A top Reagan administration official says it was the Soviets -- not the US -- who insisted 13 years ago that development of exotic defensive weapons should be allowed by the ABM treaty. Despite US opposition, says senior arms control adviser Paul H. Nitze, the Soviet Union insisted that the treaty contain a statement that some Reagan officials now say allows unfettered work on advanced space-based weapons.
Mr. Nitze, who helped negotiate the Antiballistic Missile Treaty in 1972, says the US tried hard to close the door on all new defensive weapons but the Soviets ``would not agree to that.''
In his comments to reporters over breakfast Wednesday, Nitze appeared to provide new justification for a more permissive interpretation of the treaty's provisions governing development of new technologies. Such an interpretation could in itself become a bargaining chip the US could trade for Soviet concessions at the Geneva arms talks or the November summit.
But Nitze's comments leave unanswered the more central policy question of whether the US would actually forgo an arms deal with the Soviets by insisting on the right to test. Last month, the Soviets proposed a 50 percent cut in the size of US and Soviet strategic nuclear arsenals in return for curbs on the development of the space-based Strategic Defense Initiative (SDI).
Disagreements over the correct interpretation of the ABM treaty first surfaced two weeks ago when national security adviser Robert C. McFarlane told reporters that the US was allowed to go beyond research to actual testing of new space-based defenses.
In a series of mixed signals that followed, Mr. McFarlane's loose interpretation was corroborated by the Reagan administration's leading hawk, Assistant Defense Secretary Richard C. Perle, then narrowed by Secretary of State George P. Shultz.
In an apparent effort to allay Western European fears that next month's superpower summit could break down over the SDI issue, Mr. Shultz said the US would strictly honor the ABM treaty, implying that SDI would be limited to research.
Arms control advocates, led by former US Ambassador Gerard Smith, who was the chief negotiator of the ABM treaty, insist that the pact imposes strict limits on testing and development of SDI.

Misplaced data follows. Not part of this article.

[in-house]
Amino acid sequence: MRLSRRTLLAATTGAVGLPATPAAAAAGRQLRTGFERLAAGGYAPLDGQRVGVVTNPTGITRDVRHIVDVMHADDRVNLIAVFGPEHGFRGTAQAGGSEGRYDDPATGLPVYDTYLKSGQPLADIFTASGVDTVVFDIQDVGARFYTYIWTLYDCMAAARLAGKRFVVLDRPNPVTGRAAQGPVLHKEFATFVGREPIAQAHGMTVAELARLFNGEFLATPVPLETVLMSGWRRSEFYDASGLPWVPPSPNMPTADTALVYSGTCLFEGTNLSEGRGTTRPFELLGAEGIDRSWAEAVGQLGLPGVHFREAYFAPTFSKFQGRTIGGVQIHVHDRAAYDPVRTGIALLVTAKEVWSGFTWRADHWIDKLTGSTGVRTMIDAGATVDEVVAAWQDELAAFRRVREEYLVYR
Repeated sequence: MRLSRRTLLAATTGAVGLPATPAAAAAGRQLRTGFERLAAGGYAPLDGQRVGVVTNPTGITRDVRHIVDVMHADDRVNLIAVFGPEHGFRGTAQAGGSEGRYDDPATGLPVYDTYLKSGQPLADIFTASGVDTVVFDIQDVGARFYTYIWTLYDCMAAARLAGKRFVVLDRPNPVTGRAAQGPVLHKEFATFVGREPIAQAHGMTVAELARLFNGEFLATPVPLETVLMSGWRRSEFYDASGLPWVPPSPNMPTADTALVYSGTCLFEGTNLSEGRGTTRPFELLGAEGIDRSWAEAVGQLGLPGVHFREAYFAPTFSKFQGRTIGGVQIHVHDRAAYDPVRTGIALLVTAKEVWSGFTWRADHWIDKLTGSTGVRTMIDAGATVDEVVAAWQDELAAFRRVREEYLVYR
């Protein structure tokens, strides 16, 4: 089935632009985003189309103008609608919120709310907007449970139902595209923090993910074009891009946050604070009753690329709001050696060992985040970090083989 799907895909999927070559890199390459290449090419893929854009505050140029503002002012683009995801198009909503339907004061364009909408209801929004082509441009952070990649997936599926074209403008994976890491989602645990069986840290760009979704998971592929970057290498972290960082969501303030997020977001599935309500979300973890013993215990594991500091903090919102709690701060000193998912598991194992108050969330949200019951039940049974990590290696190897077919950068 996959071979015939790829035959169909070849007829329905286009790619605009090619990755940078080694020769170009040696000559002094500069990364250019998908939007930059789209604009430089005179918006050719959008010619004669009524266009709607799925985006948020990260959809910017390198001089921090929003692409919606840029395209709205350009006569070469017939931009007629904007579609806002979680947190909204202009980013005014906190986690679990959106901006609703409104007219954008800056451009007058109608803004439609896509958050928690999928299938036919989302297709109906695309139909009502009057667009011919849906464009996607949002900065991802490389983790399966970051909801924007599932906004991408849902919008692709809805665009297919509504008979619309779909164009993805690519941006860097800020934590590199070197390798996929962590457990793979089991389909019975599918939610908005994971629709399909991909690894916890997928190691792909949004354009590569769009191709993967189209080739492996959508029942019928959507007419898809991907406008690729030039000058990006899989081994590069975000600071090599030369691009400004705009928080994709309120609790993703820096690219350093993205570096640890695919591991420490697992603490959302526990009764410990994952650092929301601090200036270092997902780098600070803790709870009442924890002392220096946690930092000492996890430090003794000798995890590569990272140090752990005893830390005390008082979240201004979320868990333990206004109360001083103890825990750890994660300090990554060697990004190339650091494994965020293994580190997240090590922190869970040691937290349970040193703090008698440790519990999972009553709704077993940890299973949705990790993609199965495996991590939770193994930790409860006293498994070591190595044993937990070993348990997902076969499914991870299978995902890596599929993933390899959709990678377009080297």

Disagreements within the US over interpretations of the ABM treaty take place as both sides scramble for the moral high ground on arms control. On Tuesday, Defense Secretary Caspar W. Weinberger announced that the Soviets have deployed a new, mobile, single-warhead missile -- the SS-25 -- in violation of the provisions of the unratified 1979 SALT II agreement.
That treaty limits both superpowers to the development of one ``new type'' of missile. US officials say the Soviets have already begun testing one new missile, the SS-24. Weinberger said by developing a second new missile, the Soviets have underscored the fragility of arms control agreements covering offensive weapons and the need for new missile defenses such as those envisioned under the SDI program. The Soviets, for their part, reply that the new SS-25 is simply a modification of an existing missile,
the SS-13. Such modification is allowed under the SALT II accord.
Soviet officials also warned Tuesday that US efforts to develop a space-based missile defense would undermine any basis for an arms agreement in Geneva. Speaking in Moscow, Sergei F. Akhromeyev, chief of the Soviet General Staff, warned that the Soviets would match US efforts at whatever cost.
On the subject of Soviet arms cut offers, the silver-haired Nitze, one of the most experienced of US arms control experts, said the US has to ``separate the nuggets from the mass they're buried in.''
One nugget in the USSR offer to reduce nuclear bombs and warheads by 50 percent, say other administration officials, is the Soviets' apparent willingness to cut their arsenal of heavy land-based missiles. These accurate, powerful missiles threaten US land-based nuclear forces and may be the Soviets' most fearsome weapon.
Less advantageous to the US is that the Soviets have shaped their offer in a way that would bolster their superiority in theater nuclear weapons in Europe.
The effect of the Soviets' definitions is to include US forward based systems [such as aircraft on carriers] and exclude all Soviet nuclear systems which threaten US allies. ``Clearly our forward based systems are where they are in order to help defend our allies,'' says Nitze.